STEM students learn about technical careers in the entertainment industry at day-long event.
LOS ANGELES — The Hollywood Section of SMPTE®, the organization whose standards work has supported a century of advances in entertainment technology, recently hosted students from colleges and universities across Southern California for Career Day, a day-long event focused on technology-oriented employment opportunities in the media and entertainment industry. The event included speeches, roundtables, and panel discussions from industry leaders on subjects ranging from job-seeking strategies to emerging technologies employed in cinema, broadcast, and virtual reality (VR) production.
Hosted by Sim International, a working production and postproduction facility in Hollywood, the event was geared toward undergraduate and graduate students studying science, technology, engineering, and math (STEM) subjects. Attendees included students from the University of Southern California (USC), University of California Los Angeles (UCLA), Loyola Marymount University, and Claremont College.
“We want to excite young engineers and other technically minded students about the possibility of careers in the media and entertainment industry,” said SMPTE Hollywood Chair Jim DeFilippis. “Today, people with math, science, and engineering skills are in high demand in every area of the industry from creating visual effects for movies to designing virtual reality systems.”
The keynote address was delivered by VR Director and Practical Magic President Matthew Lewis, who discussed behind-the-scene roles engineers play in creating Hollywood magic. His speech touched on new movie-making technologies, such as robotic VR cameras, remote telemetry, and next-generation pyrotechnics. “Engineers with creative problem-solving skills are essential to the entertainment process,” Lewis observed. “Companies like ours need talented individuals who can bring that to the table.”
Students who attended the event received practical advice from studio executives and recruiters on how to launch and sustain productive careers. “Several speakers made the point that both networking and training are essential to establishing yourself in this industry,” said USC student Angela Chan. “Relationships will help get you in the door, while your skills will ensure you’ll thrive once you’re in the room.”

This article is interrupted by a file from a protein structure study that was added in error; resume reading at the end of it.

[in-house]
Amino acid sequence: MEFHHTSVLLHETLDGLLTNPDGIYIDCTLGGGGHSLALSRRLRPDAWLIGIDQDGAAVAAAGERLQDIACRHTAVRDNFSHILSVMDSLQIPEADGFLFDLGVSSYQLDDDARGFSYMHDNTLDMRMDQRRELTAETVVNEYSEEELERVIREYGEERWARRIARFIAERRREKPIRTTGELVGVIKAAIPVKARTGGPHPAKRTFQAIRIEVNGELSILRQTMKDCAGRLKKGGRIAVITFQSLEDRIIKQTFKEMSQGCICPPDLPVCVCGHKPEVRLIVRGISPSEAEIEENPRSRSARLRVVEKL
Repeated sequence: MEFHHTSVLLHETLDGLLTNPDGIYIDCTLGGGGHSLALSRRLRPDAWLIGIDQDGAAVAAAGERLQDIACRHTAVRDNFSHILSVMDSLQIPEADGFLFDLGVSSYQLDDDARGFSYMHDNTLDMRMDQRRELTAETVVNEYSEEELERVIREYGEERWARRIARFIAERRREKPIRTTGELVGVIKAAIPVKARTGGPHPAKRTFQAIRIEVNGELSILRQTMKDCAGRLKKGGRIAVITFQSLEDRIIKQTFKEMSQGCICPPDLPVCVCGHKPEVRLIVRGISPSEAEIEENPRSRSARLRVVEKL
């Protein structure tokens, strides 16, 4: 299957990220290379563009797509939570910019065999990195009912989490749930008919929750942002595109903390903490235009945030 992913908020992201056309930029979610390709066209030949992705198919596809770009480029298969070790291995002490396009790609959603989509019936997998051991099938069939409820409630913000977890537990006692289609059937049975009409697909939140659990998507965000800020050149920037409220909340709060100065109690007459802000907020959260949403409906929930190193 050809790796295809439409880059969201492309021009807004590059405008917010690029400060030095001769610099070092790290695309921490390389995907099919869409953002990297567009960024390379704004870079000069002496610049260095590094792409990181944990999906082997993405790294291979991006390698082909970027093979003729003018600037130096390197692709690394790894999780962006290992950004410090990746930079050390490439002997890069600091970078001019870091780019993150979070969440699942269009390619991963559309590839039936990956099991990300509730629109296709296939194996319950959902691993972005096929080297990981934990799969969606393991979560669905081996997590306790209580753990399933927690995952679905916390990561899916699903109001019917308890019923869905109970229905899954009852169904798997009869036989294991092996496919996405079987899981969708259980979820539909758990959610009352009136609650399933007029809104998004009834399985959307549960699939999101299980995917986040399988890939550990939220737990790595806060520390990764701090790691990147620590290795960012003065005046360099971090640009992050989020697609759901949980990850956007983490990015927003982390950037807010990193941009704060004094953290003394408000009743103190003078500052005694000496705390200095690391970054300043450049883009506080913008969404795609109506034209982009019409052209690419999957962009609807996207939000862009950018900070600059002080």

DeFilippis hopes Career Day will become an annual event. “We received positive feedback from students and presenters alike,” he said. “We believe an important part of SMPTE’s mission is to encourage the development of talented young people and to foster dialogue between today’s leaders and the next generation. These students are our future.”
About the SMPTE® Hollywood Section
The Hollywood Section of SMPTE® was initially organized as the West Coast Section in 1928. Today, as its own SMPTE Region, the Hollywood Section encompasses more than 1,200 SMPTE Members with a common interest in motion-imaging technology in the greater Los Angeles area. The Hollywood Section offers free meetings monthly that are open to SMPTE Members and nonmembers alike. Information about meetings is posted on the Section website at smpte.org/hollywood.
For more than a century, the people of SMPTE (pronounced “simp-tee”) have sorted out the details of many significant advances in media and entertainment technology, from the introduction of “talkies” and color television to HD and UHD (4K, 8K) TV. Since its founding in 1916, SMPTE has received an Oscar® and multiple Emmy® Awards for its work in advancing moving-imagery engineering across the industry. SMPTE has developed thousands of standards, recommended practices, and engineering guidelines, more than 800 of which are currently in force today. SMPTE Time Code™ and the ubiquitous SMPTE Color Bars™ are just two examples of SMPTE’s notable work. As it enters its second century, SMPTE is shaping the next generation of standards and providing education for the industry to ensure interoperability as the industry evolves further into IT- and IP-based workflows.
SMPTE’s global membership today includes more than 7,000 members: motion-imaging executives, creatives, technologists, researchers, and students who volunteer their time and expertise to SMPTE’s standards development and educational initiatives. A partnership with the Hollywood Professional Association (HPA) connects SMPTE and its membership with the businesses and individuals who support the creation and finishing of media content. Information on joining SMPTE is available at smpte.org/join.